NAIA bans transgender athletes in U.S. collegiate sports

By Daniel Trotta

(Reuters) – The National Association of Intercollegiate Athletics on Monday banned transgender women from competing in women’s sports, taking a more hardline stance than other athletic bodies that allow trans athletes to compete based on testosterone levels.

The NAIA, representing mostly small colleges, is less influential than the larger National Collegiate Athletic Association (NCAA) but its decision carries some political weight in the wider U.S. debate about transgender rights.

“Only NAIA student-athletes whose biological sex is female may participate in NAIA-sponsored female sports,” the association said in its policy.

Female athletes who have begun masculinizing hormone therapy may participate in internal workouts, practices and team activities but are banned from external competition. Any eligible athlete may participate in men’s sports, the policy said.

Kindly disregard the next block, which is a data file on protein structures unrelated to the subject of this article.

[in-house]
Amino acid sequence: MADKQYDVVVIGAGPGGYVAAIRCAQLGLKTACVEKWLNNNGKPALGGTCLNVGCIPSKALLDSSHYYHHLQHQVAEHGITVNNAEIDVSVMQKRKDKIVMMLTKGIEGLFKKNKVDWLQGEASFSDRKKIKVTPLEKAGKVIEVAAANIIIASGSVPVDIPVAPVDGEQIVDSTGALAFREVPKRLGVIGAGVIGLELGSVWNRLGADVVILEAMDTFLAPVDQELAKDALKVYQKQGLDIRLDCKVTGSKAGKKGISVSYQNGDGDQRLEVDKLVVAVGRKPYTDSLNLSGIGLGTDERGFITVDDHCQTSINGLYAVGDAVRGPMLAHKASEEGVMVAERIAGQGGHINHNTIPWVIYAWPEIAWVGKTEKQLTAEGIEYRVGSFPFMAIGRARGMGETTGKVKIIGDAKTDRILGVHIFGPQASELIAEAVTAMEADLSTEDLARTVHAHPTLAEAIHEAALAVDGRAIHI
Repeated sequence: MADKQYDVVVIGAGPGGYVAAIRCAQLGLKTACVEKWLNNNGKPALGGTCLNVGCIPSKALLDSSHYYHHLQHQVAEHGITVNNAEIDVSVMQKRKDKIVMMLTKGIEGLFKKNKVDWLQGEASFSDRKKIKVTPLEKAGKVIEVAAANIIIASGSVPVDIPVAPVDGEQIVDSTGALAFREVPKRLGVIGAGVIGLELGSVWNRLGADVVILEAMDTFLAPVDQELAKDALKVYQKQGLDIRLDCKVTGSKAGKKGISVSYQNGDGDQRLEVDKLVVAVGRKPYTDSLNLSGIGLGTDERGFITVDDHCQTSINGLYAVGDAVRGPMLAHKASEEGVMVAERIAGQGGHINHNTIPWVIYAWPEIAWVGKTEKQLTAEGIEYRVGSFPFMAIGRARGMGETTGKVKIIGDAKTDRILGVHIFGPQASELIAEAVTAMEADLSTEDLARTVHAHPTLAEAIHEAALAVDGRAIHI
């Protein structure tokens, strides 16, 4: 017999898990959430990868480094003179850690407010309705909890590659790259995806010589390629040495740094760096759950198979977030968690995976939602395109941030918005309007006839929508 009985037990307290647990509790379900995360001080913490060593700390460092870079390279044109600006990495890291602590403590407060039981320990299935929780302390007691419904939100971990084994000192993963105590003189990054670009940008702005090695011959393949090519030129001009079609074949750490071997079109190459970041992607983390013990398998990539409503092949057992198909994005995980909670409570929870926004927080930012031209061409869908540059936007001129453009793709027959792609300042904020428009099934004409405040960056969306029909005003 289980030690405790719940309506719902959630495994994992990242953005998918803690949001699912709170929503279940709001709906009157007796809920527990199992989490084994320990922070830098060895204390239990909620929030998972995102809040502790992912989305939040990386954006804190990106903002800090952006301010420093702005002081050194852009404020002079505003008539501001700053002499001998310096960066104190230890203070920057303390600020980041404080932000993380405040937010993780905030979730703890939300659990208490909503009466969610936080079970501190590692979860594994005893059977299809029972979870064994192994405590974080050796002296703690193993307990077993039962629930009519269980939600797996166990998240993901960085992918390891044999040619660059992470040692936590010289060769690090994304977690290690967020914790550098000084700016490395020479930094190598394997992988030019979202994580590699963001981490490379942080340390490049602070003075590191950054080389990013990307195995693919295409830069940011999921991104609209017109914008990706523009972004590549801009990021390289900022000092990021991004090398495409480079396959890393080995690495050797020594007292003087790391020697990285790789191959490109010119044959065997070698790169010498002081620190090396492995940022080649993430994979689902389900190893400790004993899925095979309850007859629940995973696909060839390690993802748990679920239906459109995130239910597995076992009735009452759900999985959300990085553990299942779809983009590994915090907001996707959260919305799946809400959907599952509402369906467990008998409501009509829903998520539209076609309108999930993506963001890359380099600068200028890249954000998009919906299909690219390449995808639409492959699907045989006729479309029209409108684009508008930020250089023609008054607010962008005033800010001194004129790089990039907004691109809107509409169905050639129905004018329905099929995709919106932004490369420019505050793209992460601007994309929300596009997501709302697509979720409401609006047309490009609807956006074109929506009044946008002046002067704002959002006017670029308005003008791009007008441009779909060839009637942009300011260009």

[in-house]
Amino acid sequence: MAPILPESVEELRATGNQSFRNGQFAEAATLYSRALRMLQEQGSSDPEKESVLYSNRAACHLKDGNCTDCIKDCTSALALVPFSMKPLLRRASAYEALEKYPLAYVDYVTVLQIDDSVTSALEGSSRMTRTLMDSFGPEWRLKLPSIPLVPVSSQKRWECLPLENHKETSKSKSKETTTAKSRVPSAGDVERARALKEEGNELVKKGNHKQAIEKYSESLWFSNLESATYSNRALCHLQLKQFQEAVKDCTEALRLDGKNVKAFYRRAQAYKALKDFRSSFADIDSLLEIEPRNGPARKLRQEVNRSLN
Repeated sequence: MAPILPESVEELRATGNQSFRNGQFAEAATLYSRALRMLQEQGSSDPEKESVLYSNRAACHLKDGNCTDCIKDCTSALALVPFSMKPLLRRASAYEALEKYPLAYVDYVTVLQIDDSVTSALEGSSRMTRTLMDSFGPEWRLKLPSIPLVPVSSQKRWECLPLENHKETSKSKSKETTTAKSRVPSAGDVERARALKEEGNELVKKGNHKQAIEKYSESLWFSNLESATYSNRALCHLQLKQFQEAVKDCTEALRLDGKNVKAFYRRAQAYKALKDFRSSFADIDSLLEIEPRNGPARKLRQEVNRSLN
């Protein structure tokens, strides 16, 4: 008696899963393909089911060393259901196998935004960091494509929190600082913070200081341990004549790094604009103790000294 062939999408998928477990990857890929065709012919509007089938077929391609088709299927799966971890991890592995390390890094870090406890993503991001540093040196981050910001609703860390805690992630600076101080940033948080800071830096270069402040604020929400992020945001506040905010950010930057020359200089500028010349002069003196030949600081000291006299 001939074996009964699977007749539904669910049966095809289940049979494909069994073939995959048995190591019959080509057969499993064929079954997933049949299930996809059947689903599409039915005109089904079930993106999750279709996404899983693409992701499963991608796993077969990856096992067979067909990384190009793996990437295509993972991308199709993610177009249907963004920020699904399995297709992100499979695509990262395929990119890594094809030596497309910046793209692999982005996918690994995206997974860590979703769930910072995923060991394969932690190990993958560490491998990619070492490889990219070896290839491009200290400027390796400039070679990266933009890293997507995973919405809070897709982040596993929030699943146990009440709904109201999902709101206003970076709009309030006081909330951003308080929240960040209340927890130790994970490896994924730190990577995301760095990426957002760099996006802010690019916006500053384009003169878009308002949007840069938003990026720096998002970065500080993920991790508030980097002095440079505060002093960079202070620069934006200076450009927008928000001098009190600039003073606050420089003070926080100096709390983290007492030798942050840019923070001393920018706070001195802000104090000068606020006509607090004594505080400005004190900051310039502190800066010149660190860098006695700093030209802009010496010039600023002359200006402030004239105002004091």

The vote by the association’s Council of Presidents was 20-0, ESPN reported.

Kelley Robinson, president of the Human Rights Campaign, which advocates for LGBTQ rights, criticized the policy as a “cowardly decision that enables discrimination.”

The NAIA has 83,000 athletes at 250 schools while NCAA has more than 500,000 athletes at 1,100 member schools, according to their respective websites.

The NCAA transgender policy requires transgender athletes to have undergone testosterone suppression treatment for at least one year and to test below certain levels at different times of the year.

The International Olympic Committee policy allows each sporting federation to set its own regulations.

For example, in 2022, the swimming regulator FINA said transgender women must have suppressed male puberty before age 12 or must not have reached a certain level of male puberty.

That policy was announced shortly after University of Pennsylvania swimmer Lia Thomas, a transgender woman who had recently transitioned, won the NCAA 500-yard freestyle championship, which critics labeled unfair.

Last month, more than a dozen female athletes sued the NCAA for allowing Thomas to compete, alleging the transgender participation policy violated their civil rights under Title IX, the federal law banning discrimination based on sex in education.

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